Rabbi Zwiebel’s remarks at first echoed those of Rabbi Leiff, as he, too, illustrated the greatness of Klal Yisroel in our day – and the need to not allow the “trees,” the problems that plague our community, to obscure the “forest” of its specialness and goodness. He extolled the “remarkable idealism” of the tzibbur,” the “beauty of Klal Yisroel.”

At the same time, though, he continued, that doesn’t mean ignoring flaws – the addressing of communal problems “we’ve been doing at this convention.” And he listed a number of daunting challenges that were topics of convention sessions over Thursday and erev Shabbos, or which would be the following morning. These included such matters as internet addiction, alcoholism, substance abuse and breaches in basic gidrei tznius.

Rabbi Zwiebel also noted the fact that the surrounding society seems bent on enshrining as “marriage” what the Torah calls “toeiva,” and wondered aloud if perhaps our own lack of proper attention to “perfect and whole weights” – to meticulous honesty in business dealings, whose lack the Torah also characterizes as “toeiva,” and which is in our immediate ability to control, might indirectly empower dark societal forces.

The Agudath Israel executive vice president also touched upon other troubling issues and noted how the Torah teaches us that while hidden things are “for Hashem our G-d,” the “revealed things are for us and our children” to address. It is incumbent on us, he said, to uproot whatever evil among us we can. “Yes,” he said, we as a community “are tzaddikim;” but “yes, we have problems.”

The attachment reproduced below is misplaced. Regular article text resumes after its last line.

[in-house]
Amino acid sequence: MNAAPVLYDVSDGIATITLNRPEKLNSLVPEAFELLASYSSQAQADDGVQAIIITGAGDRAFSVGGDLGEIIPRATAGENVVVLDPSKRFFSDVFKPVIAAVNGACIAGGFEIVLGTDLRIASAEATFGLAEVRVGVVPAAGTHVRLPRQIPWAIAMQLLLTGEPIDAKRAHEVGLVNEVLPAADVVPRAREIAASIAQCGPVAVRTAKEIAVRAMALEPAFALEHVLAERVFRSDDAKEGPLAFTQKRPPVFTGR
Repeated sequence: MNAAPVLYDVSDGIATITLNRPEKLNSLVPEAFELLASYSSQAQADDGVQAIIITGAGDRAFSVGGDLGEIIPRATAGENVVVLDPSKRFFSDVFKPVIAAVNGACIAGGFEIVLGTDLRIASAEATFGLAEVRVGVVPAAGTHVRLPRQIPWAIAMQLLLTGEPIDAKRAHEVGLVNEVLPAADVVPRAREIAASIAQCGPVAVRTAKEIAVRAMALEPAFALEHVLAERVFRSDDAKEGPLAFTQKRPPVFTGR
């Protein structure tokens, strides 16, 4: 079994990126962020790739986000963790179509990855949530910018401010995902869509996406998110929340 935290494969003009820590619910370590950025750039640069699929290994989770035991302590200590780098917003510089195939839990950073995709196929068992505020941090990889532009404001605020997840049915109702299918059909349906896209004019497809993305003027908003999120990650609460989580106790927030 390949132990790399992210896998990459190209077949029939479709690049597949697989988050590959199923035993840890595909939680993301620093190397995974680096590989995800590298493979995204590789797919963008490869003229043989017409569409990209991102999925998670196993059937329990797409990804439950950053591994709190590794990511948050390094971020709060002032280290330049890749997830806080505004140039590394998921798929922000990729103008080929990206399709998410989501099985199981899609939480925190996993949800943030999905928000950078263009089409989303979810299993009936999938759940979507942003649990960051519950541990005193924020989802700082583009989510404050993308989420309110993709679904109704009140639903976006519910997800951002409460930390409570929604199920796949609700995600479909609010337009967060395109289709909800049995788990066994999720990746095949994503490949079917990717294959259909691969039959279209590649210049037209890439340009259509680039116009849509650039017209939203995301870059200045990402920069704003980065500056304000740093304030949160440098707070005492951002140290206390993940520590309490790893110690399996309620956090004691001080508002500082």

And they are problems, Rabbi Zwiebel insisted, that can be tackled and solved, “if we come together” as a tzibbur – the animating ideal of Agudas Yisroel.

The chairman of the evening’s session was Hashi Herzka, member of Agudas Yisroel’s Board of Trustees. He, the convention chairman, Aron Tessler, and Agudas Yisroel’s executive vice president for finance and administration, Rabbi Shlomo Gertzulin, extended greetings to the gathering.  

For photos of the Motzoei Shabbos Keynote Session at Agudah Convention, see below:

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 {Matzav.com Newscenter/Photos by Menachem Adelman for Matzav.com}